Manager Lloyd McClendon moved Ackley from center to left field when he took over the club this year and has been pleased with the 26-year-old's progress while working with outfield coach Andy Van Slyke.

"How about that catch?" McClendon said. "I think it really goes back to the work he put in Spring Training with Andy. He really, really worked hard to improve his outfield play and he continues to work hard during the 4 o'clock hour and it's starting to show in games and that's nice to see."

The Mets came away impressed as well.

"That's pretty impressive, especially for an infielder to make that play," said Mets manager Terry Collins. "That's a real good catch. That's a tough play for a lot of guys, then you get a guy who's a second baseman, isn't he? If that ball goes out of the ballpark, that may change a lot. That may change the momentum completely. It was a great catch."

Smoak sent to Triple-A as Ramirez rejoins Mariners

SEATTLE -- The Mariners optioned first baseman Justin Smoak to Triple-A Tacoma after Monday night's 5-2 victory over the Mets to open a roster spot for right-hander Erasmo Ramirez, who will be recalled and start Tuesday night's game against New York at Safeco Field.

Smoak went 0-for-3 on Monday night and is batting .208 on the season. He hit .200 (4-for-20) since being recalled from Tacoma on July 11.

"Listen, it's tough. We got three first basemen," manager Lloyd McClendon said, noting Logan Morrison and Corey Hart play there as well as utility man Willie Bloomquist. "Right now, it's just the way it is, it's tough. The numbers just don't add up. I told him just go down, play well, and hopefully he'll be back here."

Ramirez will fill a rotation spot that has been open since Taijuan Walker was sent down prior to the All-Star break.

Ramirez, 24, has gone 1-4 with a 4.58 ERA in 11 starts for Seattle in previous stints with the club this season. The youngster from Nicaragua is 2-4 with a 4.12 ERA in nine starts for Tacoma.

The Mariners haven't listed a starter yet for Wednesday's series finale with the Mets, though they've announced they'll push veteran right-handers Hisashi Iwakuma and Felix Hernandez back a day to face the Orioles on Thursday and Friday at Safeco Field.

Walker pitched five innings of one-run ball for Tacoma on Friday at Reno, so he'd be available to throw on regular rest on Wednesday if the Mariners choose to recall him. Or they could opt for another spot start for long reliever Tom Wilhelmsen, who went 2 2/3 innings in that role against the Twins before the All-Star break and then threw a career-high four innings of relief in Seattle's 16-inning loss to the Angels on Friday.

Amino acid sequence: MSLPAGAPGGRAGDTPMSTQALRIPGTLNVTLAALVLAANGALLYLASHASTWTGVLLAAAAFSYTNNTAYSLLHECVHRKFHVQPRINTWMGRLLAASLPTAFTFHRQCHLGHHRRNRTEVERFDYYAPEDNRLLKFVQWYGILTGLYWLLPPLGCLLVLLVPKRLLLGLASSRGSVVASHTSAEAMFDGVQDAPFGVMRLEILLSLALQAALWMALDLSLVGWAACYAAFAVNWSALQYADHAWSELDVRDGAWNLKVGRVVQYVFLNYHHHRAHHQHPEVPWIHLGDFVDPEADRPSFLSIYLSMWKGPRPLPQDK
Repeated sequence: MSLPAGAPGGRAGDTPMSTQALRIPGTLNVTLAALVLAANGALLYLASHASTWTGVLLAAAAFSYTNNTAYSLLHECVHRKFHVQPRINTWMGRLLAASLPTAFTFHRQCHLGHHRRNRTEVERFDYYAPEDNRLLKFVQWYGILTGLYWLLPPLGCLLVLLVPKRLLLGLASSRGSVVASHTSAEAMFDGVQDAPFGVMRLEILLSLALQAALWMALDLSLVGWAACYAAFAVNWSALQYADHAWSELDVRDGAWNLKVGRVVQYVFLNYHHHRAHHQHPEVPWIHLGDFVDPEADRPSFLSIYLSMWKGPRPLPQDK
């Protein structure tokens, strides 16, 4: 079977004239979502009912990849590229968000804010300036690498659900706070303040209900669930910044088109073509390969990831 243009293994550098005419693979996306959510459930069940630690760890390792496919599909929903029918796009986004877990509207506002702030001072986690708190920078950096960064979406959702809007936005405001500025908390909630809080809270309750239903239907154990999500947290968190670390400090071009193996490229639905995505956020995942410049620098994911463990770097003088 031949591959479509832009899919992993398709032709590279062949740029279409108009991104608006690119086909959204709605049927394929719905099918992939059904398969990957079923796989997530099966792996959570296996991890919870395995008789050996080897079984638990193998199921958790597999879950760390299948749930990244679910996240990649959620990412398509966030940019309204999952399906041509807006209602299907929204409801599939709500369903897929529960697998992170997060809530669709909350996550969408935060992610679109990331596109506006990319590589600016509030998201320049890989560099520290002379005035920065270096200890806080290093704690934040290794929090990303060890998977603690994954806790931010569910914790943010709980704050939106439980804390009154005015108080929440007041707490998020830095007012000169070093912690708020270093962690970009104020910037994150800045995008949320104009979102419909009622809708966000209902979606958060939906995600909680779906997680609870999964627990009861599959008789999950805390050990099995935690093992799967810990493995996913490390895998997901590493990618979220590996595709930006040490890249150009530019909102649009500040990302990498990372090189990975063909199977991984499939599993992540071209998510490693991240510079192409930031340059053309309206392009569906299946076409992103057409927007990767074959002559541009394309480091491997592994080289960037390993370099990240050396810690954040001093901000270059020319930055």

Manager Lloyd McClendon said he wanted to see how Ramirez's start goes Tuesday before determining Wednesday's starter, the presumption there being that if the bullpen is heavily taxed Tuesday it would eliminate the idea of going with Wilhelmsen and a bullpen day the following afternoon.

"We haven't decided that yet," McClendon said of the Wednesday situation. "Obviously a lot depends on how [Ramirez] does, so we'll see."

Iwakuma will start Thursday's series opener with the Orioles, with Hernandez now slated to pitch Friday, followed by Chris Young and Roenis Elias on Saturday and Sunday.

McClendon said he wants to give his starters an extra day of rest whenever possible as they maneuver through the long season and took note when Iwakuma tired earlier than usual in his Friday start in Anaheim, saying he got a little out of rhythm over the All-Star break.

"Nothing has changed," McClendon said. "I've said the same thing all year. When I've got an opportunity to give them extra days, I'll do it. One of the tell tale signs is my starter came off the break and pitched 77 pitches and was a little fatigued. So when I can do it, I'll do it.